The state’s largest teachers union, which has experienced a big drop in membership after lawmakers curtailed public-sector collective bargaining, is selling its Madison headquarters.
The Wisconsin Education Association Council is asking $6.9 million for its 51,000-square-foot building and nearly 40 acres as the union seeks to stem the tide of diminishing funding since Republicans in 2011 passed Act 10.
John Walsh, a real estate broker for commercial real estate firm Lee & Associates, confirmed that the property, at 33 Nob Hill Road on the city’s South Side, is for sale. An online listing shows a posting date of Feb. 8.
“I think they’re downsizing because of Act 10,” said Walsh, who deferred further comment to WEAC.
A newsletter written in November by WEAC’s new vice president, Peggy Wirtz-Olsen, notes, “WEAC voted to put the WEAC building up for sale” at an October meeting.
WEAC spokeswoman Christina Brey said this week that despite the listing and despite the union vote last year, “there’s nothing in the works for a sale at this time.”
“I think you have all the facts right,” Brey told the Wisconsin State Journal. “While we are exploring options around the building, there are no immediate plans for a sale.”
She said the union has shifted staffing to a “new regional structure,” creating 10 regions to which members belong instead of a centralized location in Madison. Brey would not say how many members are in the union.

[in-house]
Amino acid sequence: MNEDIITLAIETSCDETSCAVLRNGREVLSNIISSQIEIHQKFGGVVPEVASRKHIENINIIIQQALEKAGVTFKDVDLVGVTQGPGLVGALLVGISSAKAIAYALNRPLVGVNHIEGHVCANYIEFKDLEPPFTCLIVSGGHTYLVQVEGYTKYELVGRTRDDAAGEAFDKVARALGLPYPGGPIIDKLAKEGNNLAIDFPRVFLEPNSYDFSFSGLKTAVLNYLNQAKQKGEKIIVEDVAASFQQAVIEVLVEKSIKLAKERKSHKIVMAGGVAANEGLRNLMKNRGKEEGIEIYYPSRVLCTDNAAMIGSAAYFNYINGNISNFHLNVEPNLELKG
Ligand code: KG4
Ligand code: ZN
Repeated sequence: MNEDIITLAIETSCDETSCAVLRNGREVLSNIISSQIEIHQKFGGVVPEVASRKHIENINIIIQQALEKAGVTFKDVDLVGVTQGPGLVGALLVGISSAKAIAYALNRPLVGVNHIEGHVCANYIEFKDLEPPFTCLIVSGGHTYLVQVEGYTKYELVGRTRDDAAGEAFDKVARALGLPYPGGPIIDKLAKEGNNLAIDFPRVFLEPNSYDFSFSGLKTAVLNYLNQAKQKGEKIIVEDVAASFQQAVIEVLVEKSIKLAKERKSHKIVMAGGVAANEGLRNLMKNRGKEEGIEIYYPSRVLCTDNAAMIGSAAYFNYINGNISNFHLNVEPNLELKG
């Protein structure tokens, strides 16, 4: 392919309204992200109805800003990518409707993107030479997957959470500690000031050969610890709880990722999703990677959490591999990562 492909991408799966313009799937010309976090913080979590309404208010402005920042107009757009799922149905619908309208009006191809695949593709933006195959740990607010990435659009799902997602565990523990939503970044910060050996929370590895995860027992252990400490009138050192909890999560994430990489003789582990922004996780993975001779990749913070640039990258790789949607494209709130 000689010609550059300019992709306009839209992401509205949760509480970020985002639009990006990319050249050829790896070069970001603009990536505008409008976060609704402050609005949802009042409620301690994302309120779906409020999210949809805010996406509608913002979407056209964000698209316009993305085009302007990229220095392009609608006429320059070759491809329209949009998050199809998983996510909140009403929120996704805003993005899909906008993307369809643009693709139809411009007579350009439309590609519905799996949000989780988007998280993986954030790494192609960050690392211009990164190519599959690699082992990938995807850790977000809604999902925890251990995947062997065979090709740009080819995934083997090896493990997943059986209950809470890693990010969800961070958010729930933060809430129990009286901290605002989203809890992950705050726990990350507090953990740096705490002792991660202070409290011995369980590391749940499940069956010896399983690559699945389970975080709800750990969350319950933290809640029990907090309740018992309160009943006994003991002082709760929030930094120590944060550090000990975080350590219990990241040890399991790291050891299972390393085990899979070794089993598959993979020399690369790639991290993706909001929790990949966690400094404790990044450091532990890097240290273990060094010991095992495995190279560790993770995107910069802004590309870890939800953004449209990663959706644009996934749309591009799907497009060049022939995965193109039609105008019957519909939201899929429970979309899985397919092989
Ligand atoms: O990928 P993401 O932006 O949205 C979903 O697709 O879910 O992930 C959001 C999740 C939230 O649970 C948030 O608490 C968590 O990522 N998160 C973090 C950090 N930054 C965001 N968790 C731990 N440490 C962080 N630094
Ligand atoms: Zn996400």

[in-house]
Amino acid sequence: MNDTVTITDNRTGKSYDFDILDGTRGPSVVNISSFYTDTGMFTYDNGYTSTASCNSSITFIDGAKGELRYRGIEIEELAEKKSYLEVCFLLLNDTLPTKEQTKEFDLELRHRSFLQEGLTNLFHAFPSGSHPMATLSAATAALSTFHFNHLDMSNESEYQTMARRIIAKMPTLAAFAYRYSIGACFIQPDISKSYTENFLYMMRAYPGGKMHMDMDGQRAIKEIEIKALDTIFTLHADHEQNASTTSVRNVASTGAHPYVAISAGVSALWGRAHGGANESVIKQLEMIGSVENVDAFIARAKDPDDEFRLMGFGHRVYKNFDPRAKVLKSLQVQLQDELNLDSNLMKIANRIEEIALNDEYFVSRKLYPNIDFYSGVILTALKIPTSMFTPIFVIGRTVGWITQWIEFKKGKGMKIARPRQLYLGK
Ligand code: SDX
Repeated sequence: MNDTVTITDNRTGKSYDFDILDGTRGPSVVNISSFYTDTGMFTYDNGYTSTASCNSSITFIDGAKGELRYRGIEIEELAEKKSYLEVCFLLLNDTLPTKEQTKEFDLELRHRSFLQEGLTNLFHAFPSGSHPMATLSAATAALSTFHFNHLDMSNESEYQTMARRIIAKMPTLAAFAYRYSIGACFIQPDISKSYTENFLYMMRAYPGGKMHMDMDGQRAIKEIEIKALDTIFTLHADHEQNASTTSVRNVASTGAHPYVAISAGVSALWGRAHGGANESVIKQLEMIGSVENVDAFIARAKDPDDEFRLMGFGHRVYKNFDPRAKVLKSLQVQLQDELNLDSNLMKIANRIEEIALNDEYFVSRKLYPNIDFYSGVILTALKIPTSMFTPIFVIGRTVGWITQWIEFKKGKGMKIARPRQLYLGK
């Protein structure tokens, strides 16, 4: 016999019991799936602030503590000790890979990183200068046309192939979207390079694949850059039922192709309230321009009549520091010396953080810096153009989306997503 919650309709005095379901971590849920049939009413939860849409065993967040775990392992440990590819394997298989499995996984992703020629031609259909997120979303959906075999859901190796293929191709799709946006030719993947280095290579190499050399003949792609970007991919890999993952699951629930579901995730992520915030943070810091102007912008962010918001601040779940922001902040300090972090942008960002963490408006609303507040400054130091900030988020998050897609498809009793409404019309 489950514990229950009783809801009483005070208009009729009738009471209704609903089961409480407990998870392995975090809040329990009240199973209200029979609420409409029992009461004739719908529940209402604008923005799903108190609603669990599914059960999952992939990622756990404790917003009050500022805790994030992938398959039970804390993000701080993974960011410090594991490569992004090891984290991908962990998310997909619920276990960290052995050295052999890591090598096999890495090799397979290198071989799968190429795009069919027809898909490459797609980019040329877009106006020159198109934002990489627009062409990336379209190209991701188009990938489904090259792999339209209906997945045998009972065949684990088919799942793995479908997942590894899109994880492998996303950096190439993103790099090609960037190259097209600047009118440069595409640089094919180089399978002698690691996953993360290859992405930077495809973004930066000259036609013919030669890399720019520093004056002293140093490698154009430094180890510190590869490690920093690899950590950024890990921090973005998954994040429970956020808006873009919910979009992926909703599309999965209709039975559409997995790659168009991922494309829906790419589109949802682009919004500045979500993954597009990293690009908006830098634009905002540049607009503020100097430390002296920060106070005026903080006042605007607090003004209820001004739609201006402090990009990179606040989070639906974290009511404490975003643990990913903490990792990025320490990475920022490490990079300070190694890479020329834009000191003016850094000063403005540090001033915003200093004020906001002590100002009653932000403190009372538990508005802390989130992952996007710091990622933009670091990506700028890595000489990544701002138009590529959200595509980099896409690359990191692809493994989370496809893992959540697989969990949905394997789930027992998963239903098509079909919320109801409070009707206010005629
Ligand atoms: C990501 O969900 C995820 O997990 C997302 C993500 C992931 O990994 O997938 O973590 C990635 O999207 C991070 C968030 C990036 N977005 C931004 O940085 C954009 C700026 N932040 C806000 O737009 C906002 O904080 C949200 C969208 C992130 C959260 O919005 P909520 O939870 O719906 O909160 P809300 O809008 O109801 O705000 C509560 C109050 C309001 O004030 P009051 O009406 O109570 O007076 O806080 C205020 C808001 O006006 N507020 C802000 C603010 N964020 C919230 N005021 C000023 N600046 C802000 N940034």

“After all, our union isn’t a building. Our union is teachers and support professionals who work in public schools,” she said. “Our strength is in parents, communities and educators who unite around the shared value of public education — not around brick and mortar.”
According to federal tax records from 2013, the latest year available, the organization had $52,435 in cash and $126,246 in savings. Total assets, including their property, totaled $3.7 million, while the organization’s liabilities totaled $1.6 million.
WEAC’s membership has decreased by more than half from the union’s 98,000-member levels before Gov. Scott Walker signed Act 10 in 2011.
As of February 2015, a WEAC official told the State Journal the union represented about 40,000 public school employees.
At the same time, WEAC’s lobbying dollars also have dropped dramatically.
A decade ago, WEAC spent $1.5 million on lobbying during the 2005-06 legislative session, state records show.
The next session, that figure was $1.1 million. During the two sessions leading up to the passage of Act 10, WEAC spent $2.5 million and $2.3 million, respectively.
But during the 2015-16 session, the union spent just $109,888 on lobbying and had one lobbyist aside from its president and communications director.
During the 2011-12 session — when Walker signed Act 10 — the union had 13 authorized lobbyists listed.